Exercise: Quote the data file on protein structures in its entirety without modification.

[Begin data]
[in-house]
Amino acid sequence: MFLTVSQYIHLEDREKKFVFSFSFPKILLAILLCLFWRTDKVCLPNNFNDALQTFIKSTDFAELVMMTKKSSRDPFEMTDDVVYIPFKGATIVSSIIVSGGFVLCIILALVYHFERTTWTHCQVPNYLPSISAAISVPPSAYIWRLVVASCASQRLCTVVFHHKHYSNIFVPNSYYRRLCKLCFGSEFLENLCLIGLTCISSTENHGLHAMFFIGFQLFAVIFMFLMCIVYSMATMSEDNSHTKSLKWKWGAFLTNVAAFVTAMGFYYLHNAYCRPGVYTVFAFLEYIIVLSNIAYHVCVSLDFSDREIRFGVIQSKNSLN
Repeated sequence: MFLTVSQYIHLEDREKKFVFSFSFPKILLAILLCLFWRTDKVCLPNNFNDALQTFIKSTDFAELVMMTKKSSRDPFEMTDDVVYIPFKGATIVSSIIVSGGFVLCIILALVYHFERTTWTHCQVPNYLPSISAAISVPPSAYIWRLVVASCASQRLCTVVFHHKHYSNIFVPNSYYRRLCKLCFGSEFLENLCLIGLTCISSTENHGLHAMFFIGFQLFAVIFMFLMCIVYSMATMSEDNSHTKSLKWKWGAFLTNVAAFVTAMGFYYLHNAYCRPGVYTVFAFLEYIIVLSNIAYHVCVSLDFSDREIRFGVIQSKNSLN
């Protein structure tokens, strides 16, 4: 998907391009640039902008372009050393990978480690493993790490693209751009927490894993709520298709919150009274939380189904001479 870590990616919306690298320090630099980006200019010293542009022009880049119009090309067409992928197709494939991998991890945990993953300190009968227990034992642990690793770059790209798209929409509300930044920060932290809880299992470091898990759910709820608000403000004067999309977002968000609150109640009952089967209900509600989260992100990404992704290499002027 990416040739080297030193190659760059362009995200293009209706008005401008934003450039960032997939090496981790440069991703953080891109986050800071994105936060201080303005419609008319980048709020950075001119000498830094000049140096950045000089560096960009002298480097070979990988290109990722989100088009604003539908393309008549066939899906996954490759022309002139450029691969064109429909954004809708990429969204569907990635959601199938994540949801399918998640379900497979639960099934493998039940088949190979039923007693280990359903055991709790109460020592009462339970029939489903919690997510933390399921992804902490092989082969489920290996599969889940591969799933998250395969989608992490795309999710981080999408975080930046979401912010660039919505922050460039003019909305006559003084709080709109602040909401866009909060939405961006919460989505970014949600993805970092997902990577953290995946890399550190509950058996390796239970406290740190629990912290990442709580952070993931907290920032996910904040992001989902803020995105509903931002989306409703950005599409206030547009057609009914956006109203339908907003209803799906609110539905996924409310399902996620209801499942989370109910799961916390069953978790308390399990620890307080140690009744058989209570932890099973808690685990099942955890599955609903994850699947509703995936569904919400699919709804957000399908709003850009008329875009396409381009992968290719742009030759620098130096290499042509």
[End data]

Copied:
[in-house]
Amino acid sequence: MFLTVSQYIHLEDREKKFVFSFSFPKILLAILLCLFWRTDKVCLPNNFNDALQTFIKSTDFAELVMMTKKSSRDPFEMTDDVVYIPFKGATIVSSIIVSGGFVLCIILALVYHFERTTWTHCQVPNYLPSISAAISVPPSAYIWRLVVASCASQRLCTVVFHHKHYSNIFVPNSYYRRLCKLCFGSEFLENLCLIGLTCISSTENHGLHAMFFIGFQLFAVIFMFLMCIVYSMATMSEDNSHTKSLKWKWGAFLTNVAAFVTAMGFYYLHNAYCRPGVYTVFAFLEYIIVLSNIAYHVCVSLDFSDREIRFGVIQSKNSLN
Repeated sequence: MFLTVSQYIHLEDREKKFVFSFSFPKILLAILLCLFWRTDKVCLPNNFNDALQTFIKSTDFAELVMMTKKSSRDPFEMTDDVVYIPFKGATIVSSIIVSGGFVLCIILALVYHFERTTWTHCQVPNYLPSISAAISVPPSAYIWRLVVASCASQRLCTVVFHHKHYSNIFVPNSYYRRLCKLCFGSEFLENLCLIGLTCISSTENHGLHAMFFIGFQLFAVIFMFLMCIVYSMATMSEDNSHTKSLKWKWGAFLTNVAAFVTAMGFYYLHNAYCRPGVYTVFAFLEYIIVLSNIAYHVCVSLDFSDREIRFGVIQSKNSLN
């Protein structure tokens, strides 16, 4: 998907391009640039902008372009050393990978480690493993790490693209751009927490894993709520298709919150009274939380189904001479 870590990616919306690298320090630099980006200019010293542009022009880049119009090309067409992928197709494939991998991890945990993953300190009968227990034992642990690793770059790209798209929409509300930044920060932290809880299992470091898990759910709820608000403000004067999309977002968000609150109640009952089967209900509600989260992100990404992704290499002027 990416040739080297030193190659760059362009995200293009209706008005401008934003450039960032997939090496981790440069991703953080891109986050800071994105936060201080303005419609008319980048709020950075001119000498830094000049140096950045000089560096960009002298480097070979990988290109990722989100088009604003539908393309008549066939899906996954490759022309002139450029691969064109429909954004809708990429969204569907990635959601199938994540949801399918998640379900497979639960099934493998039940088949190979039923007693280990359903055991709790109460020592009462339970029939489903919690997510933390399921992804902490092989082969489920290996599969889940591969799933998250395969989608992490795309999710981080999408975080930046979401912010660039919505922050460039003019909305006559003084709080709109602040909401866009909060939405961006919460989505970014949600993805970092997902990577953290995946890399550190509950058996390796239970406290740190629990912290990442709580952070993931907290920032996910904040992001989902803020995105509903931002989306409703950005599409206030547009057609009914956006109203339908907003209803799906609110539905996924409310399902996620209801499942989370109910799961916390069953978790308390399990620890307080140690009744058989209570932890099973808690685990099942955890599955609903994850699947509703995936569904919400699919709804957000399908709003850009008329875009396409381009992968290719742009030759620098130096290499042509």